William Dixon ’09
Characterization of the FlpA Protein and Its Role in Flagellar Placement and Pathogenesis of Pseudomonas aeruginosa
Over the summer I worked with the bacteria Pseudomonas aeruginosa in the Gitai lab in Princeton, NJ. P. aeruginosa is a gram-negative bacteria that infects immune-challenged humans as well as many model organisms such as C. elegans. It is most dangerous to humans with cystic fibrosis and severe burn victims. To infect, P. aeruginosa uses flagella, a propeller-like tail, and type IV pili, a shorter structure that functions somewhat like a grappling hook. After initial infection, P. aeruginosa forms biofilms for better growth and increased antibiotic resistance. If the flagella or pili are mislocalized, meaning they are not placed at one of the poles of the bacteria, it has been shown the bacterium has reduced infection strength.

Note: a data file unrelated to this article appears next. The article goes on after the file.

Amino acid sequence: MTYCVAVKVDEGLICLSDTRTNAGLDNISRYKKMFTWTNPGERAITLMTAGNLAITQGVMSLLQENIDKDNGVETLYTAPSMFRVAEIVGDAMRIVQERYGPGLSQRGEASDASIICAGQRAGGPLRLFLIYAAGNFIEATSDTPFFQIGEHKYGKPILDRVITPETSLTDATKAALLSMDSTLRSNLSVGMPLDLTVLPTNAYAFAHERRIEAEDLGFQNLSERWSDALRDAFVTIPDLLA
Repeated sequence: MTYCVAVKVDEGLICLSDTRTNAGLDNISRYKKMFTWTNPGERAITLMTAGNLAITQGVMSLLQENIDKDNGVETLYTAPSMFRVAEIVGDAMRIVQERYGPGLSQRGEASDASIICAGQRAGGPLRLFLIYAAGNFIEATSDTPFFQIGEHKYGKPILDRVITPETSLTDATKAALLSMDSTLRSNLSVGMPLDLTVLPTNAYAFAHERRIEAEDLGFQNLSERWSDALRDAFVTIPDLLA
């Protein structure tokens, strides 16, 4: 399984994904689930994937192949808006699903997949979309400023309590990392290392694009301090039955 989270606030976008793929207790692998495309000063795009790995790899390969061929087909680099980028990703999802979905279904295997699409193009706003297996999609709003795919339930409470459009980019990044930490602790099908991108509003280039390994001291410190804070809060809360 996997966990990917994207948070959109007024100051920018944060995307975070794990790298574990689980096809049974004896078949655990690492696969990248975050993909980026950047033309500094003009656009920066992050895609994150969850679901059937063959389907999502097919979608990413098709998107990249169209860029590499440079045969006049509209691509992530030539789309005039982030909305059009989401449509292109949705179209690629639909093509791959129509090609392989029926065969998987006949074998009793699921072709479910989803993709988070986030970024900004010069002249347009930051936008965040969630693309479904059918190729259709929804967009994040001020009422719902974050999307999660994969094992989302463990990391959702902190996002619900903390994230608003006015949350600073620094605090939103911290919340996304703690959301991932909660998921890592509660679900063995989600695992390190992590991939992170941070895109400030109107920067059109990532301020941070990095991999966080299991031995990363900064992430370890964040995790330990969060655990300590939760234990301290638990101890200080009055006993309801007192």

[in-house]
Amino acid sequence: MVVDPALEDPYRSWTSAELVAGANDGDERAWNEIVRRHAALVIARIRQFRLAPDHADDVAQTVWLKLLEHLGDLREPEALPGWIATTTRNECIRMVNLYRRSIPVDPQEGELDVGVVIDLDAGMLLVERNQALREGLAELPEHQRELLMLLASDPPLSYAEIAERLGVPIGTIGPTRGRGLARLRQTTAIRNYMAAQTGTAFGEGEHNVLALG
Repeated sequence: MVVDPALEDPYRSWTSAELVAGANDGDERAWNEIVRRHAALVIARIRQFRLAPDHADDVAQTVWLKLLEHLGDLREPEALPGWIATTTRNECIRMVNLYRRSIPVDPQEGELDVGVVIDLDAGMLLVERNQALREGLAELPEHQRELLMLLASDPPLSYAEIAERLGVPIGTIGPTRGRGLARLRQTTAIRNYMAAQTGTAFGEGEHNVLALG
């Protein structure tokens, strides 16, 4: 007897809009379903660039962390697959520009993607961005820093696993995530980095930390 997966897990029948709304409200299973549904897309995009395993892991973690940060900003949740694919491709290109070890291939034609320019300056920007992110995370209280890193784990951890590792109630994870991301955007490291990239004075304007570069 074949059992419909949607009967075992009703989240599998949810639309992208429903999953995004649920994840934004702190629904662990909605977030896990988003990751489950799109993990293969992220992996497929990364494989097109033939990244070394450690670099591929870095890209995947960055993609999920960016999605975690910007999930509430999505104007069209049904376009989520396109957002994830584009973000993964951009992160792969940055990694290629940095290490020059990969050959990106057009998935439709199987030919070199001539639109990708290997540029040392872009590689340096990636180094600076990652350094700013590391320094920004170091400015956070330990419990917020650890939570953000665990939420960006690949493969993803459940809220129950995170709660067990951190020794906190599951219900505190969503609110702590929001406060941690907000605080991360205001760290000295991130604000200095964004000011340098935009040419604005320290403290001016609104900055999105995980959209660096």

The previous student in the lab where I worked, Natsai Nyakudarika, ran a screen for bacteria with transposon-insertion mutations that affected flagellar function. She looked for bacteria defective in swimming motility, followed by checking these mutants for mislocalization of the protein flhF, a protein responsible for localization of the flagella. She discovered a gene she named flagellar localizing protein A (flpA) that had two mutations responsible for irregular flagellar placement. My goal was to ascertain the role of flpA in flagellar localization.
In the course of my research, I discovered that multiple genes may be responsible for the defect in flagellar placement. My current focus is to identify which genes direct flagellar placement, how they direct flagellar placement, and what their importance in virulence is. I plan on using the C. elegans organism to determine the virulence levels of mutant P. aeruginosa.